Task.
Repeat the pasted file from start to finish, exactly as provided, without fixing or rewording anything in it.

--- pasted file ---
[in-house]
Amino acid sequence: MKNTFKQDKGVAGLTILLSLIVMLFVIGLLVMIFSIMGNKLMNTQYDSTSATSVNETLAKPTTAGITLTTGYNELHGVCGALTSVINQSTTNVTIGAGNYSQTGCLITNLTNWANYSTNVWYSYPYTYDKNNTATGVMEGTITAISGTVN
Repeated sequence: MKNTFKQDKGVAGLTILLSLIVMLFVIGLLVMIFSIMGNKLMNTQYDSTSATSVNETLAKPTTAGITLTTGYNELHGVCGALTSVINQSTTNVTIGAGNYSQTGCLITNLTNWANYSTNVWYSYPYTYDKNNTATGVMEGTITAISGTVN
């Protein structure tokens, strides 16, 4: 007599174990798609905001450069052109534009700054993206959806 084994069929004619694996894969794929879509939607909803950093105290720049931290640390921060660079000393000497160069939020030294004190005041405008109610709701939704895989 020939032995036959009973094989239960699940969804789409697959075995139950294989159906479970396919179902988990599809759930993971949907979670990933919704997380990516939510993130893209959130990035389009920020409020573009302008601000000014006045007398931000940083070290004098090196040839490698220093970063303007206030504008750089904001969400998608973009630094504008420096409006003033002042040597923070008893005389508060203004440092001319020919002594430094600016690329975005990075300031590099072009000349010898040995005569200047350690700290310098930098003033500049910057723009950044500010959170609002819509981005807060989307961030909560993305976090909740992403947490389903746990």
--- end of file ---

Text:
[in-house]
Amino acid sequence: MKNTFKQDKGVAGLTILLSLIVMLFVIGLLVMIFSIMGNKLMNTQYDSTSATSVNETLAKPTTAGITLTTGYNELHGVCGALTSVINQSTTNVTIGAGNYSQTGCLITNLTNWANYSTNVWYSYPYTYDKNNTATGVMEGTITAISGTVN
Repeated sequence: MKNTFKQDKGVAGLTILLSLIVMLFVIGLLVMIFSIMGNKLMNTQYDSTSATSVNETLAKPTTAGITLTTGYNELHGVCGALTSVINQSTTNVTIGAGNYSQTGCLITNLTNWANYSTNVWYSYPYTYDKNNTATGVMEGTITAISGTVN
């Protein structure tokens, strides 16, 4: 007599174990798609905001450069052109534009700054993206959806 084994069929004619694996894969794929879509939607909803950093105290720049931290640390921060660079000393000497160069939020030294004190005041405008109610709701939704895989 020939032995036959009973094989239960699940969804789409697959075995139950294989159906479970396919179902988990599809759930993971949907979670990933919704997380990516939510993130893209959130990035389009920020409020573009302008601000000014006045007398931000940083070290004098090196040839490698220093970063303007206030504008750089904001969400998608973009630094504008420096409006003033002042040597923070008893005389508060203004440092001319020919002594430094600016690329975005990075300031590099072009000349010898040995005569200047350690700290310098930098003033500049910057723009950044500010959170609002819509981005807060989307961030909560993305976090909740992403947490389903746990």